This slopping floor, without pillars a unique design, which allows a good view from all the seats.
It is beautifully decorated in violet tones, with red and blue details.
The lighting is spectacular: the ceiling has fiber optic and halogen devices, and the wooden walls contain indirect lighting.
The furniture is composed of Sofas, banquettes and glass cocktail tables.
The semicircular black stage is generous in size, with an orchestra pit.
Bar des Artistes
There isn't a bar inside this lounge, but the Bar des Artistes is a very good alternative on deck 5. It is decorated with Hollywood star portraits, and movie souvenirs.
Two small rooms, the Library and the Cigar Room (another Celebrity feature) are located close the Cafe' des Artistes, but tend to be used in daytime.
The Rialto Grill
In the poop of the Rome deck (6) is located the open seating full width 262 seat Rialto Grill, a 'U' shaped restaurant with a 120 seat outdoor section that I think will be never used at sea with high winds.
In the port and starboard areas, there are tables for two inside and tables for four people outside, intented for an intimate dinner, while the passengers seated in the ample aft section can enjoy the ship wake.
The decoration is blue and yellow, with big picture windows to ensure good views.
The menu is proposed and inspected by seven renowned European chefs from different countries, all membership of the Bocuse d'Oro association.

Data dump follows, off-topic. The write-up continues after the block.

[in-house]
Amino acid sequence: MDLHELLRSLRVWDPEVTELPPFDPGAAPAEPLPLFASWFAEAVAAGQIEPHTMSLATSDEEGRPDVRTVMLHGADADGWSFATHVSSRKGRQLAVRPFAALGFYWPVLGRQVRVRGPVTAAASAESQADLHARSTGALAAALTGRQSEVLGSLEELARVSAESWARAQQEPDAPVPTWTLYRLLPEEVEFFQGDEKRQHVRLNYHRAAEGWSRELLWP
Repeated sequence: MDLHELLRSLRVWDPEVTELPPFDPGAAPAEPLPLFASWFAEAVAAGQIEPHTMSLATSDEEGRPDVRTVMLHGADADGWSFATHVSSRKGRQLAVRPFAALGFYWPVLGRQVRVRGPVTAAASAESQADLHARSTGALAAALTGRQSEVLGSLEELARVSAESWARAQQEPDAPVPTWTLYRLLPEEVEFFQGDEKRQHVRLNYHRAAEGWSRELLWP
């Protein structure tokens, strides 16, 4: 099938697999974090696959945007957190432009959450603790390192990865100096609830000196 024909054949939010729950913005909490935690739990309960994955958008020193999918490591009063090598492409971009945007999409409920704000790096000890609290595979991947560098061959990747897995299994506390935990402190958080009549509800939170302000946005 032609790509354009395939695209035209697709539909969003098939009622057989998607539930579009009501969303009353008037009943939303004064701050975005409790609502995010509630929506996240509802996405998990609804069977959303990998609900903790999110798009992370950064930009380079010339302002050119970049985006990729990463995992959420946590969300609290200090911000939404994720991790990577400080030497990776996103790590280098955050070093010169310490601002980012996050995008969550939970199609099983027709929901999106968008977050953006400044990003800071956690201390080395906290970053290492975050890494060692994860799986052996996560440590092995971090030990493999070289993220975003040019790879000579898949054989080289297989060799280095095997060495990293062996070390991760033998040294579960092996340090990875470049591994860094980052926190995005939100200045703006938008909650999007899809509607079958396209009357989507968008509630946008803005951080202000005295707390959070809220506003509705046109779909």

This restaurant is destined for all suites passengers, but it is also open to the rest of the passengers with a reservation in advance and an extra payment (the ship has a cashless payment system).
This means that there are two different passenger classes on board, a novelty in the cruise market, which tends towards a more free policy such as open alternative restaurants.
Via Condotti and Via Veneto
Forward, the passengers find two shopping areas, the blue decorated Via Condotti at port side, with the latest jewellery novelties, and the photo gallery Via Veneto starboard, conveniently located where the movement is intense.
The photo display stands can be folded away when the photo gallery is closed and they also show art collection photos.
Both the spaces are beautifully decorated and illuminated, with neon lamps and indirect lighting.
Located amidship is also Il Borsalino, an intimate piano bar with wooden decoration, with reflecting ceiling and stainless steel ligthing sculpture and pillars.
This room loses some of its attraction due to the very bright lighting.
This room could be an important meeting place before meals if it weren't located so far from the dining room entrance.
The Casino, San Marco and Caffe Greco
The Casino is small for the American standard, with only twelve slot machines, two black jack tables and one roulette table.
The ship is well prepared for incentive and meeting uses, and the San Marco room is fitted with the latest technical equipment. The main show lounge can also be used for this purpose.
Forward this room, on the second level of the Atrium, is located the Caffe Greco, and in the forward part of the deck, the second level of the Carousel lounge.
The Mayfair Lounge is located above the main lounge, on deck 7 (London) and is designed for day and night use, with grey tones and a lot of pillars.